World War 2
Pearl Harbor
US in WW2

Why did Japan attack Pearl Harbor and how did this affect the European War?

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March 05, 2013 3:34AM

This is a very in depth question to which a short, simple answer

is attempted here.

Japan was involved with a war on the Chinese mainland. A US

embargo of sales of strategic materials to Japan threatened the

Japanese economy. The Japanese felt that the US was trying to stop

their military activity by curtailing the resources they critically

needed. This led to Japan looking to conquer areas containing

strategic raw materials to make itself self sufficient.

The European powers, UK, France, Belgium, etc. held as colonies

those regions it would need to obtain this independence. They were

involved in the European War and would not be able to oppose

Japanese takeover of their Pacific and far eastern colonies.

The US, however, was a major military power not yet engaged in

war, and with substantial interests in the region, including the

Philippine Islands, then scheduled to receive independence from the

US in 1946.

The decision was made to preempt US involvement by making key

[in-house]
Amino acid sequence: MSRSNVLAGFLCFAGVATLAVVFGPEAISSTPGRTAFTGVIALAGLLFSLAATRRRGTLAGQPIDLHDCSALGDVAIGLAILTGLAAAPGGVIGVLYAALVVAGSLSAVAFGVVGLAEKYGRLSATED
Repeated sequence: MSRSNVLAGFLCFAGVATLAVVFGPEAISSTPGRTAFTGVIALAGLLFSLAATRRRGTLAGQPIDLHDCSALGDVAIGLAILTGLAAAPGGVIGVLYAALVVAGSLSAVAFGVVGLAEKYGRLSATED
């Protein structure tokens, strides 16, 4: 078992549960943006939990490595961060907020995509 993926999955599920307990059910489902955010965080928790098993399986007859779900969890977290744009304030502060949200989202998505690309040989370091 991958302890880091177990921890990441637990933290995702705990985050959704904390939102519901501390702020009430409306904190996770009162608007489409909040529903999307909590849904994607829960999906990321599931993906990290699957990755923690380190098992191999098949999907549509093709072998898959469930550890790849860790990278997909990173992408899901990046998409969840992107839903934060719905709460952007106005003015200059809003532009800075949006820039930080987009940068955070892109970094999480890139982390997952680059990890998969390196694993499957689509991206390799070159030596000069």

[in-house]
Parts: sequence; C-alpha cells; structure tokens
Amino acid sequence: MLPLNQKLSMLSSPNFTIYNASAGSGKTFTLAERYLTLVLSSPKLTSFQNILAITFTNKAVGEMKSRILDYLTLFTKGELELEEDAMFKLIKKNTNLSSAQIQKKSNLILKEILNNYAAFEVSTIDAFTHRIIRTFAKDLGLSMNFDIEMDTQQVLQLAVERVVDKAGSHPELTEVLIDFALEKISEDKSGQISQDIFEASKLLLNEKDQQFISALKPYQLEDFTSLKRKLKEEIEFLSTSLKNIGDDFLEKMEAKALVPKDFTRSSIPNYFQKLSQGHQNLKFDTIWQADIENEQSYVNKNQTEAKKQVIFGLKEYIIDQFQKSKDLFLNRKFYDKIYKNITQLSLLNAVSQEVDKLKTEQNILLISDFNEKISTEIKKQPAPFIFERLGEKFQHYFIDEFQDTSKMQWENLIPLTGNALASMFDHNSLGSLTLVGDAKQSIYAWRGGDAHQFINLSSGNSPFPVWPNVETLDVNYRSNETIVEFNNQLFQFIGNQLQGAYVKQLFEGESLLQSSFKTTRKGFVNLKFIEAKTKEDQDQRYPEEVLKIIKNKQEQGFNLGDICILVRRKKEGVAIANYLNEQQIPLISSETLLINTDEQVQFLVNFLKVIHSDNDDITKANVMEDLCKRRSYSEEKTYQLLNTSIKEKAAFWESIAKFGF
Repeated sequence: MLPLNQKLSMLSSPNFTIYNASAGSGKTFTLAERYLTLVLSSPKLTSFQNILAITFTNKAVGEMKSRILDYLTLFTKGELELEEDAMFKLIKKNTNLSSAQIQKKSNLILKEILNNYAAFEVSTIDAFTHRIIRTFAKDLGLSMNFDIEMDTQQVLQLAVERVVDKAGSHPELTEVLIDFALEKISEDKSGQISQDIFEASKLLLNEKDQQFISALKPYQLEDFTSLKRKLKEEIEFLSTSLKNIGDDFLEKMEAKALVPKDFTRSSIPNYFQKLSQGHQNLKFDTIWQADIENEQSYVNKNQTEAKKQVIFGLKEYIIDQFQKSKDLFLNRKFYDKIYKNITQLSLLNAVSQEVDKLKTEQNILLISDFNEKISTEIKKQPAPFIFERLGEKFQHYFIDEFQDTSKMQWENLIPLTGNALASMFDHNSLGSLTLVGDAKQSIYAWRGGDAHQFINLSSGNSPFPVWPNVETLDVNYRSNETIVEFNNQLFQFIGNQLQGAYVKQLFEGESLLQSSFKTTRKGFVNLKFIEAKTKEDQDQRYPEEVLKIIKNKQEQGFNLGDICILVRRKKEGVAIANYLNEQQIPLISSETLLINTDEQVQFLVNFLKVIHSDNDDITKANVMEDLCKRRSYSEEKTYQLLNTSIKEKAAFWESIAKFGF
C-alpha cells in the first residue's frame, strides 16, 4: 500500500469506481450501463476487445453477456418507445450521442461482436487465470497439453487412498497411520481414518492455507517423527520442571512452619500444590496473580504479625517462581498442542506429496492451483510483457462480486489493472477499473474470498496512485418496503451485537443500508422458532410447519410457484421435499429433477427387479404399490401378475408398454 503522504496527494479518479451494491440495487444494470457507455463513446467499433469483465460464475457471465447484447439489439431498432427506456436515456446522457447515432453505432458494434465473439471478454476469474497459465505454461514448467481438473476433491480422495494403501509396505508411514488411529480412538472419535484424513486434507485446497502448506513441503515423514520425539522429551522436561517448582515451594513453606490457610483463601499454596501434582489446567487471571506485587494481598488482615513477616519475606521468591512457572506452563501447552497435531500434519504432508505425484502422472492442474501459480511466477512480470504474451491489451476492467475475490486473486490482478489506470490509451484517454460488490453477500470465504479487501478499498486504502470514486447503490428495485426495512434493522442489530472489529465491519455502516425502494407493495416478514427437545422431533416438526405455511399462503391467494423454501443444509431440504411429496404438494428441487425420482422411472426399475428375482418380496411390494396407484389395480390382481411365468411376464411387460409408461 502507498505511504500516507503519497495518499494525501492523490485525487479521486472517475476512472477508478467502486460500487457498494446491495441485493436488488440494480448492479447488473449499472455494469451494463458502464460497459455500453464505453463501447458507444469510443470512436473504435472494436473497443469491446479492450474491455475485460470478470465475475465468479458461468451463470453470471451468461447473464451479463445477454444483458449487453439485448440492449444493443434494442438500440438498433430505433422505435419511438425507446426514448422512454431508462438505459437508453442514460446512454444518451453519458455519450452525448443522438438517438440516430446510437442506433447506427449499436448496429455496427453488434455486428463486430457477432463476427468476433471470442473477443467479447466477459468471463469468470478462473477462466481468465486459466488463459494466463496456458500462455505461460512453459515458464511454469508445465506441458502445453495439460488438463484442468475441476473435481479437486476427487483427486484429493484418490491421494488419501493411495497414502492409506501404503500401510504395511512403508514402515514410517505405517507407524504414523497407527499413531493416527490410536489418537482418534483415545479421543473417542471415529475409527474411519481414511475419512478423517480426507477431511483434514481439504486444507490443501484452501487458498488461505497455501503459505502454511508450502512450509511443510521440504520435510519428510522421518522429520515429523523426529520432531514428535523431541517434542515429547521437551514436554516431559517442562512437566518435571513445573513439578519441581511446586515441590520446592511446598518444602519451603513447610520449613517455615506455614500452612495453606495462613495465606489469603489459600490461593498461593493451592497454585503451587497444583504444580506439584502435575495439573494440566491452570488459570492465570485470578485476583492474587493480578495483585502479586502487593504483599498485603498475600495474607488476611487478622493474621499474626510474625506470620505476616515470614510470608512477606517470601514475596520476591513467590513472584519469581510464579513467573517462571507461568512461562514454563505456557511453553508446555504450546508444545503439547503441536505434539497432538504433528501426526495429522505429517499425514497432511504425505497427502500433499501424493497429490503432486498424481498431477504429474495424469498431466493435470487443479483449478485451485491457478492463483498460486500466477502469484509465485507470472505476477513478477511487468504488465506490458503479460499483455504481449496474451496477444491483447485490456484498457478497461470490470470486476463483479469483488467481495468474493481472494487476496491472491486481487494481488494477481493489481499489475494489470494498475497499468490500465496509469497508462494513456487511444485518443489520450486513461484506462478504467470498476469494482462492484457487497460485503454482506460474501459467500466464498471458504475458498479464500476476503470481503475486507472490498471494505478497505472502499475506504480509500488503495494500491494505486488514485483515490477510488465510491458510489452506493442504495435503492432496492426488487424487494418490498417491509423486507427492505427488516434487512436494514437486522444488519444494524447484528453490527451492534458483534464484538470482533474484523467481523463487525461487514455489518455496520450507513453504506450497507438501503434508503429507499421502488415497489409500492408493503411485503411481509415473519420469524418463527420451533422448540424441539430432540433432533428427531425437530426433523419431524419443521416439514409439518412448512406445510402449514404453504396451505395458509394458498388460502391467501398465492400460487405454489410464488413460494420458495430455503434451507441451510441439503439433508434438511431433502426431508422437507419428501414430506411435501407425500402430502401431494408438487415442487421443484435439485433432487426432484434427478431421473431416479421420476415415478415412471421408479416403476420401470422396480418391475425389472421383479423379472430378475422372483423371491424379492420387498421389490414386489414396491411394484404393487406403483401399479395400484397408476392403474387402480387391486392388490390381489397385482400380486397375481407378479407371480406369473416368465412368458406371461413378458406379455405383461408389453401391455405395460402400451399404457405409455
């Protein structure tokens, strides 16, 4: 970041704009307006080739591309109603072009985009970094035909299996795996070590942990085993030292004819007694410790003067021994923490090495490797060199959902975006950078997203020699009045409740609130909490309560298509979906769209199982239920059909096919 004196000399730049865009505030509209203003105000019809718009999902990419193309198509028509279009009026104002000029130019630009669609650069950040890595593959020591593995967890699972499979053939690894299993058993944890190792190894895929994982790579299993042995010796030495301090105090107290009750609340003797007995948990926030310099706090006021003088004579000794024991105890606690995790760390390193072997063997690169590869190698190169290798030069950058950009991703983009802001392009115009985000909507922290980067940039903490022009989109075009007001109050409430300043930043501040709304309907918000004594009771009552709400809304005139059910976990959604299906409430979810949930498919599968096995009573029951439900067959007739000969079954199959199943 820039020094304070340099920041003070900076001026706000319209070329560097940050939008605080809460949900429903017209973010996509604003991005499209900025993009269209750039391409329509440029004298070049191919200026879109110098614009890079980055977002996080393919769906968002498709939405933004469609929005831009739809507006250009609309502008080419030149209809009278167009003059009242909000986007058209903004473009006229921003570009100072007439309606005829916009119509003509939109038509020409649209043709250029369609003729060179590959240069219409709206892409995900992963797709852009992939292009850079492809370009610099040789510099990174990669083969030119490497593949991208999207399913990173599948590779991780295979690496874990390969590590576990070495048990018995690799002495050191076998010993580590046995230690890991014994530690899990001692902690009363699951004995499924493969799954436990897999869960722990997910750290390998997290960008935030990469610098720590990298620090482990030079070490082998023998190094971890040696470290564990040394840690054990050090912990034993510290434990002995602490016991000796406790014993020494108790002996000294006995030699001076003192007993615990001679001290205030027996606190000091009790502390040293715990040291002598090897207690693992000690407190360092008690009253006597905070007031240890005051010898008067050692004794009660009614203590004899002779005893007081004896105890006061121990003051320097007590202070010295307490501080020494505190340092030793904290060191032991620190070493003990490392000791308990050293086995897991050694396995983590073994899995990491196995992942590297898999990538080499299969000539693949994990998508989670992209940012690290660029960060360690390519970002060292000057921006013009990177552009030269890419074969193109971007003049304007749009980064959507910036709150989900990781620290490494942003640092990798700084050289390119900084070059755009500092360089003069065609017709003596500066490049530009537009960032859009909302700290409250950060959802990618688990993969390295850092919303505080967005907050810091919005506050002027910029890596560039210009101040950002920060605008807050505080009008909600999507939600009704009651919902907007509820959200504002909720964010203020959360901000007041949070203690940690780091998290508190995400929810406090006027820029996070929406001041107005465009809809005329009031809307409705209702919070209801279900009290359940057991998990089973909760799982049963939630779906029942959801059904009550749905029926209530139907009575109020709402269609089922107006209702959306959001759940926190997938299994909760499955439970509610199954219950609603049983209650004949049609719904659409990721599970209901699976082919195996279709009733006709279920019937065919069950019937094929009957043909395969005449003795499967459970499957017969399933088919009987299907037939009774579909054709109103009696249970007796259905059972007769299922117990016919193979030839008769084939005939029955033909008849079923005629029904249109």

strategic strikes at the US bases in the Pacific as part of the

makeover of European colonies.

As for how it affected the European War, the Axis never tried to

coordinate their actions as the Allies did. The primary impact on

the European war was that the US became a belligerent there as well

as against Japan. If Japan had not attacked the US, it is possible

that any US involvement in the European war would have been delayed

so long as to lead to the fall of England and perhaps a peace with

the Soviet Union.

If the Axis had coordinated, things might have turned out

differently. If Japan had attacked the Soviet Union, key resources

that Stalin released to stop the German drive on Moscow would not

have been available. "Germany first" was the decision of the Allies

once the US became an active participant.

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